5. Crucifixion and Death of Jesus (John 19:25-30);
  6. The body of Jesus being taken from the Cross (Psalm 130; Luke 23:50-54; John 19:31-37);
  7. The burial of Jesus (Isaiah 53:8; Luke 23:50-56; John 19:38-42; Mark 15:40-47).

Lectio Divina 9/14/2015

“If I seek my maker, I find God alone. If I seek the material from which He made me, I find absolutely nothing. From this you can conclude that whatever is in me was made by God and wholly belongs to God. If I ask about my nature, I find that I am the image of God. If I ask about my end, I find God himself, who is my supreme and total good. Therefore, I will recognize that I have a great bond with and need for God, as He alone is my creator, my maker, my Father, my exemplar, my happiness, my all. And If I understand this, what can happen except that I seek Him ardently, that I think of Him, that I yearn for Him, desire to see and embrace Him? Should I not be horrified at the dense darkness of my heart which for so long has considered, desired, and sought anything other than God, who alone is my all?”  ~Saint Robert Bellarmine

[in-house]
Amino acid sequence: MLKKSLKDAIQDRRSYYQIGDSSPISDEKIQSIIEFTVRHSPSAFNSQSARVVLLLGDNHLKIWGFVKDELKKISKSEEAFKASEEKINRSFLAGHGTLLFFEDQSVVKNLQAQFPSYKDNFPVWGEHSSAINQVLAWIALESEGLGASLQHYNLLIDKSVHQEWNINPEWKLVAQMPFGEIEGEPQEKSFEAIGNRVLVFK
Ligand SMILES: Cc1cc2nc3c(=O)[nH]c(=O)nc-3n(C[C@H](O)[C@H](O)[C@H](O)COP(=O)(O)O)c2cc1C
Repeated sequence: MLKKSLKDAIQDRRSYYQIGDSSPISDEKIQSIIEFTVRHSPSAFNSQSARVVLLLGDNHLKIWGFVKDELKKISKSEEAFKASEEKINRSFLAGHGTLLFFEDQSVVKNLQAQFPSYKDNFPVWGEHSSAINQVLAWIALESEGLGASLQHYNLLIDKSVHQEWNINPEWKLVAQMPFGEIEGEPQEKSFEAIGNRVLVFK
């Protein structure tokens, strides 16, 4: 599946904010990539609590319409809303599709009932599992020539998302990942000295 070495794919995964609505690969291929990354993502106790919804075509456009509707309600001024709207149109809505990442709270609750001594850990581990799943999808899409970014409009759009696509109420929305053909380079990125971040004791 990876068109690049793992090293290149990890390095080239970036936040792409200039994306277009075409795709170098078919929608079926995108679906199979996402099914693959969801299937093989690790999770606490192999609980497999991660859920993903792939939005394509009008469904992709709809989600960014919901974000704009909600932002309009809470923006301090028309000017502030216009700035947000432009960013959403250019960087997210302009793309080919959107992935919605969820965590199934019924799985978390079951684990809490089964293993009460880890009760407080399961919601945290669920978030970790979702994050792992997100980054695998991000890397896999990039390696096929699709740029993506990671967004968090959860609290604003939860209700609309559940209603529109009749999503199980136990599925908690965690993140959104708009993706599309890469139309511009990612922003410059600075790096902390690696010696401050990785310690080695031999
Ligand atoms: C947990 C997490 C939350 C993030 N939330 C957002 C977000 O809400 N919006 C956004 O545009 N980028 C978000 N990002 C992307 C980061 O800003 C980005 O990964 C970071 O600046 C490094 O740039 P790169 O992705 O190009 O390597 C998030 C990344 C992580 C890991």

Monday, September 14, 2015 ~ Twenty-Fourth Week in Ordinary Time

Feast of the Exaltation of the Holy Cross

 

Holy Gospel: John 3:13-17 Jesus said to Nicodemus: “No one has gone up to heaven except the one who has come down from heaven, the Son of Man. And just as Moses lifted up the serpent in the desert, so must the Son of Man be lifted up, so that everyone who believes in him may have eternal life.” For God so loved the world that he gave his only Son, so that everyone who believes in him might not perish but might have eternal life. For God did not send his Son into the world to condemn the world, but that the world might be saved through him.